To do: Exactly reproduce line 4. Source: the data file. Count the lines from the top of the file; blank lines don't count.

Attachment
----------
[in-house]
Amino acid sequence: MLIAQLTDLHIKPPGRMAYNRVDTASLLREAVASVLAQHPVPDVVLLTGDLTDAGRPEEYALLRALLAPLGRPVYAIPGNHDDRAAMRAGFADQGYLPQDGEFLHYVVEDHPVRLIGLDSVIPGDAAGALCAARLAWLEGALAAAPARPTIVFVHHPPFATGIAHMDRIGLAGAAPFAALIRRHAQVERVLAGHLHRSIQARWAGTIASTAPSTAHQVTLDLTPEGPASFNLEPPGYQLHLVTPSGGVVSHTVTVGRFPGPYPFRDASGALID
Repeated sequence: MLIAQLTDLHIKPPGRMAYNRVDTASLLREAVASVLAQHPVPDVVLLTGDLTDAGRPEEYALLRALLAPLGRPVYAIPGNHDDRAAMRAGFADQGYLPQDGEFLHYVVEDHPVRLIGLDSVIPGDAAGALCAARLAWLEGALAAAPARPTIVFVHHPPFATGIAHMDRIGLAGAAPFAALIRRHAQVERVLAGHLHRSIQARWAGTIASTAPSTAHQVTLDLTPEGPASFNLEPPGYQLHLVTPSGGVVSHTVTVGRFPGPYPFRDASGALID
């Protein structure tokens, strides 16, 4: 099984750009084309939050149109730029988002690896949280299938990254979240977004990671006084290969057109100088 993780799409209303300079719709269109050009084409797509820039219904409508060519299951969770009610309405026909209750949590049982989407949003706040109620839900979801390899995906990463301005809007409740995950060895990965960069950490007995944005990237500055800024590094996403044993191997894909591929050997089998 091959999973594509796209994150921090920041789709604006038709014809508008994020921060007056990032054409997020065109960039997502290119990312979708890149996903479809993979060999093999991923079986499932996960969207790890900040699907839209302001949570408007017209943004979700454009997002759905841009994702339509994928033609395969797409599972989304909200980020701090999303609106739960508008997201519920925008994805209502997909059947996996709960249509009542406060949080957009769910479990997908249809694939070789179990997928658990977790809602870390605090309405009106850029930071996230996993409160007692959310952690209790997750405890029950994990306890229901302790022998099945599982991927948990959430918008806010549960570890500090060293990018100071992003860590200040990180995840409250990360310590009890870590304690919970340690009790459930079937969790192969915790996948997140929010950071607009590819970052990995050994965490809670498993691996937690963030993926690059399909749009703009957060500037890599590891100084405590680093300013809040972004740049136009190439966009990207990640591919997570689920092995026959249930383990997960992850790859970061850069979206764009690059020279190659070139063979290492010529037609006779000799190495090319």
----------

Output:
């Protein structure tokens, strides 16, 4: 099984750009084309939050149109730029988002690896949280299938990254979240977004990671006084290969057109100088 993780799409209303300079719709269109050009084409797509820039219904409508060519299951969770009610309405026909209750949590049982989407949003706040109620839900979801390899995906990463301005809007409740995950060895990965960069950490007995944005990237500055800024590094996403044993191997894909591929050997089998 091959999973594509796209994150921090920041789709604006038709014809508008994020921060007056990032054409997020065109960039997502290119990312979708890149996903479809993979060999093999991923079986499932996960969207790890900040699907839209302001949570408007017209943004979700454009997002759905841009994702339509994928033609395969797409599972989304909200980020701090999303609106739960508008997201519920925008994805209502997909059947996996709960249509009542406060949080957009769910479990997908249809694939070789179990997928658990977790809602870390605090309405009106850029930071996230996993409160007692959310952690209790997750405890029950994990306890229901302790022998099945599982991927948990959430918008806010549960570890500090060293990018100071992003860590200040990180995840409250990360310590009890870590304690919970340690009790459930079937969790192969915790996948997140929010950071607009590819970052990995050994965490809670498993691996937690963030993926690059399909749009703009957060500037890599590891100084405590680093300013809040972004740049136009190439966009990207990640591919997570689920092995026959249930383990997960992850790859970061850069979206764009690059020279190659070139063979290492010529037609006779000799190495090319």